Location: Dairy and Functional Foods ResearchTitle: Chemical composition as an indicator for evaluating heated whey protein isolate (WPI) and sugar beet pectin (SBP) systems to stabilize O/W emulsions
Submitted to: Food Chemistry
Publication Type: Peer Reviewed Journal
Publication Acceptance Date: 6/6/2020
Publication Date: 6/9/2020
Citation: Qi, P.X., Wickham, E.D., Xiao, Y. 2020. Chemical composition as an indicator for evaluating heated whey protein isolate (WPI) and sugar beet pectin (SBP) systems to stabilize O/W emulsions. Food Chemistry. 330: 1-9. https://doi.org/10.1016/j.foodchem.2020.127280.
Interpretive Summary: Whey proteins have been widely used in many food products including the ready-to-drink protein beverages. However, they are known to be affected by standard processing treatment such as heating, which can lead to undesirable traits such as cloudiness, the formation of sediment, and gelation. Research has demonstrated that mixing whey proteins with pectin, a gelatinous, naturally occurring substance from fruits used to make jellies and jams, and then heating, an example of the Maillard browning reaction, can significantly alleviate these problems. We used this reaction in our research, in this case, by combining whey proteins and sugar beet pectin, one of the most versatile yet underutilized pectin sources, in water, to determine if SBP can be utilized. The results provided an understanding of the physical and chemical changes that occurred during the reaction and correlated them with the observed improvement in the functional properties, i.e., the emulsion stability and the cloudiness of the end products. This work will help design new protein-enriched beverage formulations that contain high levels of protein and are also resistant to heat treatment, and to increase the economic values of both the protein and pectin.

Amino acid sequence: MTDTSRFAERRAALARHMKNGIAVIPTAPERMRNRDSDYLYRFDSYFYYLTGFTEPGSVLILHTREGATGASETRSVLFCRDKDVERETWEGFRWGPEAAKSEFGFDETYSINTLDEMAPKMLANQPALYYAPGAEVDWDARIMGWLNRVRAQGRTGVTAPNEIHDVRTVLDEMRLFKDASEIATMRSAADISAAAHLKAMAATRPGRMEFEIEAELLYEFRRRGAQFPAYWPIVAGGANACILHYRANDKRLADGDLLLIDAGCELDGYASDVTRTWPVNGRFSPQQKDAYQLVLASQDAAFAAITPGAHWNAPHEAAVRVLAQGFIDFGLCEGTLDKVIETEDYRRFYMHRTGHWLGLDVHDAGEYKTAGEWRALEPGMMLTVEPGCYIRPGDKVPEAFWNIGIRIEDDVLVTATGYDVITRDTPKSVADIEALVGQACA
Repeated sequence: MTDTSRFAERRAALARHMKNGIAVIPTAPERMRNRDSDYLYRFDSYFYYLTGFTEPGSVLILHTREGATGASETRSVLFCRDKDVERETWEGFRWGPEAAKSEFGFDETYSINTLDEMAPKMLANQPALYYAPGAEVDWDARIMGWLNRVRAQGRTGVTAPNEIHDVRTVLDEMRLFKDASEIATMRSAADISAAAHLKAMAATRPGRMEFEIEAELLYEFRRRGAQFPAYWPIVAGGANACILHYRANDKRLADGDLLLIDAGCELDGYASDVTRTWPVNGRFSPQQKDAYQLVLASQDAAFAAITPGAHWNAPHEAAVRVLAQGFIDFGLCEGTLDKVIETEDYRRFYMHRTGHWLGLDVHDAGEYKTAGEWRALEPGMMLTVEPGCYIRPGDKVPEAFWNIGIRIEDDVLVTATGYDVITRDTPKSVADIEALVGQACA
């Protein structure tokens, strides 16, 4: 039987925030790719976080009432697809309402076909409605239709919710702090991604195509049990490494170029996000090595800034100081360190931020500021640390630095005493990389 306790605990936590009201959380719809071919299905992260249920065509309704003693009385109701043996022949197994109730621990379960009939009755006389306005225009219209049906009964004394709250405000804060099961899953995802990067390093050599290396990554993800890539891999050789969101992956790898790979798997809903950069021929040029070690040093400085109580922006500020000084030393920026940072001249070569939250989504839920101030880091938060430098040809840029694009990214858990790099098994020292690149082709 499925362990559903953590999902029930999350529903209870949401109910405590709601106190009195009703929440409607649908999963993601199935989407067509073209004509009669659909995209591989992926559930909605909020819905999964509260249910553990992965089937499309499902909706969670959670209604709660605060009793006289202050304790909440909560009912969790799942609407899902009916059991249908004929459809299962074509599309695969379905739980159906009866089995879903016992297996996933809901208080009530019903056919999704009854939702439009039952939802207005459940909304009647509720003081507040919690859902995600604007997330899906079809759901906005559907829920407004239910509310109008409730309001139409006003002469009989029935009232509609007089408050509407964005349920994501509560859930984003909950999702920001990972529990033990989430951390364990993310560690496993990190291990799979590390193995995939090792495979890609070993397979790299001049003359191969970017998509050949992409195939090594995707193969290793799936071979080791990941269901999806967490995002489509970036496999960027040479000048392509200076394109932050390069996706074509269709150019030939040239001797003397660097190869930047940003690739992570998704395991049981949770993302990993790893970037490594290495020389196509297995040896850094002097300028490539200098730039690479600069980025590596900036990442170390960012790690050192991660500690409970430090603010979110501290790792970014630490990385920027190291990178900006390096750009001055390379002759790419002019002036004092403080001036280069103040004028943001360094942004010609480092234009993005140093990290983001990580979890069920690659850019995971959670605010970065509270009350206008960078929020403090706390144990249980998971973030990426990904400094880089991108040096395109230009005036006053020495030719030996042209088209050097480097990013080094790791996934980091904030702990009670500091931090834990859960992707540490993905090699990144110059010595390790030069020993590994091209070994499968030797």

Technical Abstract: We investigated changes in the physical properties, chemical compositions and O/W emulsion stability of an interacting and reacting system formed between whey proteins isolate (WPI) and sugar beet pectin (SBP) through heating (60 °C) in aqueous solution. The concentration of WPI was maintained at a constant (3%) while the concentration of SBP was varied at 1%, 1.5 and 3%. The resulting complexes were examined using chemical assays and spectroscopic techniques. It has been shown that the free sulfhydryl (SH) and the primary (NH2) and secondary amine (NH) contents of WPI were considerably mitigated by the presence of SBP, demonstrating that the impediment of the Maillard-type reactions occurred in solution compared to the dry-state in similar conditions. Analyses from the UV-VIS spectroscopic measurements showed that less pronounced changes occurred in the molecular electronic states of both WPI and the feruloyl moieties of SBP upon heat-induced interaction and conjugation reactions in solution than that in the dry-state. The reacted mixtures of WPI and SBP, particularly at higher levels of SBP, 1.5 and 3%, saw a significantly improved stability than WPI alone for an O/W emulsion system at pH 3.2. On the other hand, only reactions at a lower concentration of SBP (1%) produced conjugates with greater stability for the O/W emulsion at neutral pH, contrary to the conjugates formed in the dry-state reaction. These results attested that the Maillard-type reaction in solution was less efficient and productive than that in the dry-state for the purpose of fabricating WPI-SBP interacting systems with enhanced O/W emulsion stability.